“Administrators don’t think about the online sales path”
A better online buying experience is an insurance policy against rainy days and Bloody Marys.
I came across a tweet by Aubrey Bergauer that got me up on my feet and pacing the room:
In the one-minute video (watch it), Aubrey says that administrators don’t give enough consideration to the online checkout experience. She’s talking about ticket sales, but the problem also applies to donations or enrollment — any sort of transaction really.
When I’ve written about this in the past, museum directors sometimes write in to tell me they have never thought about the issue before. I remember one list member said (paraphrasing) “If the website checkout process stinks, won’t people just wait to buy when they’re at the museum?”
I’ve never understood the assumption that people will overcome all obstacles to buy/visit — that people will accept an inferior online experience because… Why?
Aubrey encourages organizations to see if they can achieve “all those things we would expect from a good online shopping experience of any brand in any industry.” She’s right — there’s no reason to believe that people set aside their expectations for online transactions to be fast, friendly, and intuitive just because they’ve entered the nonprofit zone.
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Imagine a marketing director or administrator at a big, for-profit movie theater chain saying, “If the online ticketing process stinks, won’t people just get in their car and drive here to buy tickets?”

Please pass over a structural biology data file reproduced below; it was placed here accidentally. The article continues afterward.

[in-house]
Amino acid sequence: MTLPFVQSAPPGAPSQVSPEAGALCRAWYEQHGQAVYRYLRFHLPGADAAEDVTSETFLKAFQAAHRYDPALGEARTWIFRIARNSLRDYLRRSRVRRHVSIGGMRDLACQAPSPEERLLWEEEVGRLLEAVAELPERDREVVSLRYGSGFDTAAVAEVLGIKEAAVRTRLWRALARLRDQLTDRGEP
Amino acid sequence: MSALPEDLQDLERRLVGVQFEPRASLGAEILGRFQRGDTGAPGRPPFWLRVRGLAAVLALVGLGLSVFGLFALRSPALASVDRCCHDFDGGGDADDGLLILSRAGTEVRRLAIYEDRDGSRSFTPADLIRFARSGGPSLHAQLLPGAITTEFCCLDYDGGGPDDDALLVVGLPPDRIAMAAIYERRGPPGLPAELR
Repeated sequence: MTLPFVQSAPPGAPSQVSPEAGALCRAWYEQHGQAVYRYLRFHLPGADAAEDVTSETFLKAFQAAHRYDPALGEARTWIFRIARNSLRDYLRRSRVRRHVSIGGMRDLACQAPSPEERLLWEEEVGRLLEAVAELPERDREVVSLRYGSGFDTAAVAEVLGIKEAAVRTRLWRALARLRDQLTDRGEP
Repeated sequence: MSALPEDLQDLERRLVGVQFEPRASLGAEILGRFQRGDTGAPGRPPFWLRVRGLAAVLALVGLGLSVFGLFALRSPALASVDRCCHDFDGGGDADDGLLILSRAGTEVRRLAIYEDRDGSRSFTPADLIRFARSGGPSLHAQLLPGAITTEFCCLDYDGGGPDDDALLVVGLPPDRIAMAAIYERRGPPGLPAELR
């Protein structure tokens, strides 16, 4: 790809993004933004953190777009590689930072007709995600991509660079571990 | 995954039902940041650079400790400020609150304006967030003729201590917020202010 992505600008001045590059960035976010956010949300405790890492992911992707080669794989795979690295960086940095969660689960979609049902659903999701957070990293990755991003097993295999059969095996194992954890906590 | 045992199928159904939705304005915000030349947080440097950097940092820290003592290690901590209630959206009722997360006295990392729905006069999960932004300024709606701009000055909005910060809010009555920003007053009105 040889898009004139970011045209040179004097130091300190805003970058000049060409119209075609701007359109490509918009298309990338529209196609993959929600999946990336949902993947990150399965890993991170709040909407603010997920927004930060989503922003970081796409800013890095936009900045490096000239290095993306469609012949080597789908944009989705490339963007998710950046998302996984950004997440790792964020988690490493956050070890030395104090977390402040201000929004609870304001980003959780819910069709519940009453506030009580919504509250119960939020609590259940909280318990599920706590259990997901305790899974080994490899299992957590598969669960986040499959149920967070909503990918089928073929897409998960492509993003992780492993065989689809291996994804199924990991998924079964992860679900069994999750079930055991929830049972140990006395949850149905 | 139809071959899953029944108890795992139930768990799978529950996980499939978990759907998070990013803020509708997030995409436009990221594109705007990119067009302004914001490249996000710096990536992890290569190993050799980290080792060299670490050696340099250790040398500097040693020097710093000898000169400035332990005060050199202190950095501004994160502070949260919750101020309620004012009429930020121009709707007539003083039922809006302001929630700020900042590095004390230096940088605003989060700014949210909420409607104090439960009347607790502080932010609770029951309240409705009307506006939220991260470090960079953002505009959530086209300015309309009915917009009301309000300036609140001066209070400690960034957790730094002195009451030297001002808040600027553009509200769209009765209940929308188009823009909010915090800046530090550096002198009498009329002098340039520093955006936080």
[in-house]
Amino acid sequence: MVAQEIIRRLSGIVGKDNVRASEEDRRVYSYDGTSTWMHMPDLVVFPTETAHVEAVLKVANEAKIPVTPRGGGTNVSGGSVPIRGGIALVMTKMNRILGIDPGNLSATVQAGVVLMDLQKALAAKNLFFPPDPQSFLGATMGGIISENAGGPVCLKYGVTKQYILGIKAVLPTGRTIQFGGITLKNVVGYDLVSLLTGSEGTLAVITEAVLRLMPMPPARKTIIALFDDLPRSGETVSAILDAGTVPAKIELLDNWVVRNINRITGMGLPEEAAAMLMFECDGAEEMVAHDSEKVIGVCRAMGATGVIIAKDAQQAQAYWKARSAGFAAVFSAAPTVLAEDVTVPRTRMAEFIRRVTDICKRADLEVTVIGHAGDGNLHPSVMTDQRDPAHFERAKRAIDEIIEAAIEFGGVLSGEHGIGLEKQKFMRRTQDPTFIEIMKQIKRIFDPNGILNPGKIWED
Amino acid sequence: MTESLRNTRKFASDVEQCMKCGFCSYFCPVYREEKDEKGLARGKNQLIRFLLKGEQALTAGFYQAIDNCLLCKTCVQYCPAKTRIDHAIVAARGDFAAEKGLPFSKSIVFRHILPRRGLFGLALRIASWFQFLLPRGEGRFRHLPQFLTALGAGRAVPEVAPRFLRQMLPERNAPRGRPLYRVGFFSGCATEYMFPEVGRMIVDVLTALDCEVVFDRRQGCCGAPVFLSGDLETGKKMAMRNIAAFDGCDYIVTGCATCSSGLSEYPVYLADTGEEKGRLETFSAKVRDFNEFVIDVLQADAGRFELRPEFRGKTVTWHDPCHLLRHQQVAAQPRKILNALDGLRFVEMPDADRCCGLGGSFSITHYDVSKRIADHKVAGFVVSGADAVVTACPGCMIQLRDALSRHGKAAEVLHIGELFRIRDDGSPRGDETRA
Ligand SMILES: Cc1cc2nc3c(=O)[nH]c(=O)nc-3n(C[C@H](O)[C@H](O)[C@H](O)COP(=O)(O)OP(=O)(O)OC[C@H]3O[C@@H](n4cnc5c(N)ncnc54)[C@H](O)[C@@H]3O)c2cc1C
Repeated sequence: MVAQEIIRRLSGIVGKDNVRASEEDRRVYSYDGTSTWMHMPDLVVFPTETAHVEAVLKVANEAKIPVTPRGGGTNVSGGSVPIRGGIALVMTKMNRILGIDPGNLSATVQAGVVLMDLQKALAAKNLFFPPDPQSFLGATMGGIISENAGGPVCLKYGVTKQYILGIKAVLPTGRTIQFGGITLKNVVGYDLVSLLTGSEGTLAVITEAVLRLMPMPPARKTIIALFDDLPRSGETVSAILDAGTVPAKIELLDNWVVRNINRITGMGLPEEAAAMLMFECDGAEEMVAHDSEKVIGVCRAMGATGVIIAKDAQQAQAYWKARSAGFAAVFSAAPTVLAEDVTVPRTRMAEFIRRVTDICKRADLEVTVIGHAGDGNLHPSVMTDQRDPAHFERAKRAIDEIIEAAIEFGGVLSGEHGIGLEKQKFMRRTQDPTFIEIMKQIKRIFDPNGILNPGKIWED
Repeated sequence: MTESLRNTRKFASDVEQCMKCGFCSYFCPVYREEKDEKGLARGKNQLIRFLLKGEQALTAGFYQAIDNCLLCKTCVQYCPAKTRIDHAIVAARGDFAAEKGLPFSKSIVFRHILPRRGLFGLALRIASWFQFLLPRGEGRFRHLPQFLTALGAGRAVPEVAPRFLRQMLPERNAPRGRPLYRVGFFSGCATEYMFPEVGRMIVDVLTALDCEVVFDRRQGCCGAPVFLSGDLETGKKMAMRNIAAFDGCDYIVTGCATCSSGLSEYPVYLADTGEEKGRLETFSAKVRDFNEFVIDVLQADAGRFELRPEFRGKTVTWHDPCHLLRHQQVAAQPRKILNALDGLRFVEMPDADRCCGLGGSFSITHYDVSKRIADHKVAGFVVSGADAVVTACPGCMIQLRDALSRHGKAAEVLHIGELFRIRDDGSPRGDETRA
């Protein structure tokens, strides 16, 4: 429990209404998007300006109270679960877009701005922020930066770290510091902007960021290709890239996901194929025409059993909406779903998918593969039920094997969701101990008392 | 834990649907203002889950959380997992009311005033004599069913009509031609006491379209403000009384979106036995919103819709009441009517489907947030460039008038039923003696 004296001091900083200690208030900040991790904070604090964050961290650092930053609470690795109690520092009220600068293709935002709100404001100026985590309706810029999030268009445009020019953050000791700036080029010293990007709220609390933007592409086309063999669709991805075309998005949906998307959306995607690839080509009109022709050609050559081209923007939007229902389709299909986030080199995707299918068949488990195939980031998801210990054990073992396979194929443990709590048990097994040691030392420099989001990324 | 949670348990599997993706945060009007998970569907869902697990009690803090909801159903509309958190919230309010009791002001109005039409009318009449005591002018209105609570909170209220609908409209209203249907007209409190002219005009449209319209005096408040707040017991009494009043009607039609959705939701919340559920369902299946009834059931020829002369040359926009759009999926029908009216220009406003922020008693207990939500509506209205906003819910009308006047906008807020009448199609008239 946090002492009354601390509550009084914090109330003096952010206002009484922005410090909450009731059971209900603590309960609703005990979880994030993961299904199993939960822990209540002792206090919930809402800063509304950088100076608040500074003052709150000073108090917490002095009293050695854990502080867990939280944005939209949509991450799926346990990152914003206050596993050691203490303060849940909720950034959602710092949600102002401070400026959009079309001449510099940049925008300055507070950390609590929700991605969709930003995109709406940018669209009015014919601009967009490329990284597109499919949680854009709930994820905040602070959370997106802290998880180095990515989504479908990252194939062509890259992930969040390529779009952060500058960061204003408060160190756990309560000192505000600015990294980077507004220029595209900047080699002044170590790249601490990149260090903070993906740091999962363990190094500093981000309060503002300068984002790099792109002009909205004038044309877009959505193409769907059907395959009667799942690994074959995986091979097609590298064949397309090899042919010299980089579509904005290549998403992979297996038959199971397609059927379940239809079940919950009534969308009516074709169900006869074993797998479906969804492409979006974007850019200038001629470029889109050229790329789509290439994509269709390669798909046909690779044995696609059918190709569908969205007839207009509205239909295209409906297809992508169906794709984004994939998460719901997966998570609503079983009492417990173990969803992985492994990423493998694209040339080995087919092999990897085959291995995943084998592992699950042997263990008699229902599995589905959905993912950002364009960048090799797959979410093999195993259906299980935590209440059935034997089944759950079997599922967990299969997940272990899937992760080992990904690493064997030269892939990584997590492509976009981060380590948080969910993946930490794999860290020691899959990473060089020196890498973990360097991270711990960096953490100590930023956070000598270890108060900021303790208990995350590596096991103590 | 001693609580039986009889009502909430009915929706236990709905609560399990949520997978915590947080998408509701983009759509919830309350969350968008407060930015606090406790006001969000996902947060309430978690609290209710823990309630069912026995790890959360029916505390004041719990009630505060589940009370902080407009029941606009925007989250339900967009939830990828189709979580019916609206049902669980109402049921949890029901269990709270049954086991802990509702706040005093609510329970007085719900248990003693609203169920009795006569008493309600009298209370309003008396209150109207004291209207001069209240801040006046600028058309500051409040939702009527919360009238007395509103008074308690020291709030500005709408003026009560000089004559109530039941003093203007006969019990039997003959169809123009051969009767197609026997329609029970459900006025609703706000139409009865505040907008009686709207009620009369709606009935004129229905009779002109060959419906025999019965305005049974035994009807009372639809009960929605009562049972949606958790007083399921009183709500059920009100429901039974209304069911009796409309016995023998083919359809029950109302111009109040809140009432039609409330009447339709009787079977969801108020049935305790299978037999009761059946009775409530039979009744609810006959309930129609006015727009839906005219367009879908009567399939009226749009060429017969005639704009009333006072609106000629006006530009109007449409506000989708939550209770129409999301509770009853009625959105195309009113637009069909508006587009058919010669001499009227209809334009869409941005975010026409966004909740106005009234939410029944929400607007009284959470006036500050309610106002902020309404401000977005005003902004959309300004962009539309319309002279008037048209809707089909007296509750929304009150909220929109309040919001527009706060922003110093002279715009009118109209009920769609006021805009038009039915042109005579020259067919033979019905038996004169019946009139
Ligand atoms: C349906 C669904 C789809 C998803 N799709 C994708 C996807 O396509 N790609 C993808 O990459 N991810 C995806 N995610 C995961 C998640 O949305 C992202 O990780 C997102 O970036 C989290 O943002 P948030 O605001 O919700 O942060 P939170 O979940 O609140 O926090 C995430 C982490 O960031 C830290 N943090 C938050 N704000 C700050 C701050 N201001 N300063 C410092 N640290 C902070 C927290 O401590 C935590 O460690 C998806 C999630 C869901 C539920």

I don’t think you would hear that in a meeting at Regal Cinemas. They know that a sale represents a commitment — without the sale, any number of things will interfere with people’s intention to buy.
- The customer could go to another movie theater website and buy from them instead
- It could start to snow and the person could decide to spend the afternoon watching Netflix instead
- On the way to the movie theater, they could stop off for brunch, order a second bloody mary, and decide to take a nap instead of going to the cinema.
An online sale reduces that likelihood of someone succumbs to the temptation of not following through with their planned visit. But, for some reason, folks who work at nonprofits are less likely to appreciate that all those obstacles and alternatives apply to their organization as well.
In the video, Aubrey also recommends asking for as little personal information as possible from the buyer. This is one of the hardest things for people to accept. I’ve made the case for collecting less information from buyers in the past here and there, and I’ve learned that the idea of collecting less information can be hard for people to accept.
If it’s a been a while since you’ve reviewed what it’s like for people to complete revenue-generating tasks through your organization’s website, or if you’ve never implemented a question protocol for transactions, now is the time to start questioning assumptions.
Thanks for reading,
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